Financial planning has never been a particularly easy task for companies, but the pandemic has made it even more difficult. Those charged with creating viable budgets are used to accuracy, consistency, and fairly predictable planning cycles — not the uncertainty their organizations are living with today. “The five-year plan is no longer relevant,” says Bert Miller, President and CEO of MRI. “It is more like 24 month sprints. Financial planning and modeling now requires a new approach predicated on flexibility, resilience, and the ability to respond quickly to change.”
Although the primary focus for most companies is to determine how they will survive the worst of the crisis, there is also an opportunity to initiate discussions about how the overall planning process needs to change going forward. “As a first step, companies must develop a clear view of their starting position in the aftermath of the pandemic,” says Miller. “This includes past and current market trends, as well as potential future indicators. Take a look back to the 2007–2009 period to consider what you could have done differently then.” He recommends reviewing your 2020 financial plan to determine what assumptions need to change as a result of the pandemic.
Identify the latest trends and key drivers of your business. Comparing the inputs that had the most operational impact before the crisis with the key drivers of the business since the crisis began is critical to developing a financial plan for 2021. What has changed? What specific risks have emerged? How likely are these drivers to be affected by uncertainties in the market? It’s also important to look at business drivers within the industry — vendors, customers, and geographies — to see how these have changed throughout the pandemic.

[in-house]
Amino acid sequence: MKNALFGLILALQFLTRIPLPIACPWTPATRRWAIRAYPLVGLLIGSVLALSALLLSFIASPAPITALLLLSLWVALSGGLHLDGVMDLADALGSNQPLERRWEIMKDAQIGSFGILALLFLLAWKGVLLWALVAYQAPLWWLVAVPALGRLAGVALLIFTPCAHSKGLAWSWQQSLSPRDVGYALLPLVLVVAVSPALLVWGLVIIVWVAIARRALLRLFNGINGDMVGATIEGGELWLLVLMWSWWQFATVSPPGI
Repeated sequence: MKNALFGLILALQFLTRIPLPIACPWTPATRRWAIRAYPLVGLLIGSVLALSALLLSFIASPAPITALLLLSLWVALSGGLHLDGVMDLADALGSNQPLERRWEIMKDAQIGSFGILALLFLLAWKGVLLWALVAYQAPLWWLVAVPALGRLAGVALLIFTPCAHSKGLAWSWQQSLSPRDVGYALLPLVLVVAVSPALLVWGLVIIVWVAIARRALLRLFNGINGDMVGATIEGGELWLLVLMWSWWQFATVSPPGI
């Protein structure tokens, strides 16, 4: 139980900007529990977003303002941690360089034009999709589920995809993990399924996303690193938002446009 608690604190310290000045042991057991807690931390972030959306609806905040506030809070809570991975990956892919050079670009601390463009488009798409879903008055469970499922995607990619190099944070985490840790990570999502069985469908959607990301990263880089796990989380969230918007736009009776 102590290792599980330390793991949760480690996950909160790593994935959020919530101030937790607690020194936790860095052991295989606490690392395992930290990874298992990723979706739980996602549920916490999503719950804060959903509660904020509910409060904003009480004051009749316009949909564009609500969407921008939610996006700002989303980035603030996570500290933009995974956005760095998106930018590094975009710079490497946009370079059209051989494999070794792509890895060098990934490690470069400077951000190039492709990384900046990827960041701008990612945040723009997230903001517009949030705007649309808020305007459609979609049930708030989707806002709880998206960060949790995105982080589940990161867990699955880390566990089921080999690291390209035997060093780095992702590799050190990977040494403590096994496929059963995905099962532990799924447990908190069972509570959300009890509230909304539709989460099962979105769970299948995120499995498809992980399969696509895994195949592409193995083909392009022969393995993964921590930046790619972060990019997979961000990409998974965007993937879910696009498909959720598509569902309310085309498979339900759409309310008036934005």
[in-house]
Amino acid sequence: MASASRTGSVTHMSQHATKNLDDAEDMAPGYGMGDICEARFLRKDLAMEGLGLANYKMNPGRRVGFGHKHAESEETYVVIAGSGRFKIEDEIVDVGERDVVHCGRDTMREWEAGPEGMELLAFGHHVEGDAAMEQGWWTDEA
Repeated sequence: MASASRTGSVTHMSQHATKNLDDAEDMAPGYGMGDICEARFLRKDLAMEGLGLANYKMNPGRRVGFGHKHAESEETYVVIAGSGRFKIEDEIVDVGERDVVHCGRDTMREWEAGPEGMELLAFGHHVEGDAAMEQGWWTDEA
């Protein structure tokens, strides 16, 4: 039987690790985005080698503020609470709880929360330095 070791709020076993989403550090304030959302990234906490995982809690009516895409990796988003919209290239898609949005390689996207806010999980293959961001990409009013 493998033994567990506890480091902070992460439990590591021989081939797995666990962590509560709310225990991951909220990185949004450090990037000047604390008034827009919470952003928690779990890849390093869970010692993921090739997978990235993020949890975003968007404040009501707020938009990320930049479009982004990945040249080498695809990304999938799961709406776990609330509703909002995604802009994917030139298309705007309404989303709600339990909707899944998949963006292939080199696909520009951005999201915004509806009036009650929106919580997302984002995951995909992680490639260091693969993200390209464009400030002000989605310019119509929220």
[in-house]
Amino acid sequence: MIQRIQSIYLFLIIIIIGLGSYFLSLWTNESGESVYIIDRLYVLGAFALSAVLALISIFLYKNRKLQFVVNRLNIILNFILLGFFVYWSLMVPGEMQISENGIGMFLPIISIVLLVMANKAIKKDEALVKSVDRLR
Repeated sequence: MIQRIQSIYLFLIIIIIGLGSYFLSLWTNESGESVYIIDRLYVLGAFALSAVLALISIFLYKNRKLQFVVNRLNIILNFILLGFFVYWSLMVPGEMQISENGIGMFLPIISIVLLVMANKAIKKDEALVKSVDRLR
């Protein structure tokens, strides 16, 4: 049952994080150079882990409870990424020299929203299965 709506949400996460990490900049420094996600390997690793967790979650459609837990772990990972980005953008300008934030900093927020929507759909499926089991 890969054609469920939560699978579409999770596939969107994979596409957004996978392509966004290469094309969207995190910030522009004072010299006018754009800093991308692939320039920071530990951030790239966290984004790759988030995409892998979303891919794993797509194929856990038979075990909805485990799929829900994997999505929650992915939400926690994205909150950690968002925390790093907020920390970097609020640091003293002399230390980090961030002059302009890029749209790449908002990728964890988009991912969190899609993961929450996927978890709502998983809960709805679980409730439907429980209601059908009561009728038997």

Revise your initiatives. Once you understand your position in the marketplace, you can work on adjusting your company’s initiatives to find the right combination based on the current reality. Some of the initiatives in your 2020 plan will remain, some will be jettisoned, and new ones will emerge as a result of the crisis. “You might need to shift resources away from products or services that have seen a large drop in sales due to the spread of the virus and toward those that are holding steady,” says Miller. “You might also decide to convert product lines to meet needs brought on by the pandemic, or to invest in advanced technology to help you reach your customer base. Of course, these adjustments have wide-reaching impacts that you need to consider. If you shift to focus on e-commerce as your primary sales channel, for instance, it can cause a ripple across traditional distribution channels and models.”
Consider implementing monthly forecasting. Many organizations perform a quarterly forecast, but executives are increasingly expecting a forward-looking view of the financials updated on a monthly, or even on-demand, basis to adjust projections and incorporate new approaches quickly. “Given changing market conditions, identifying core drivers and metrics monthly may prove to be a more valuable exercise than executing a detailed long-term plan,”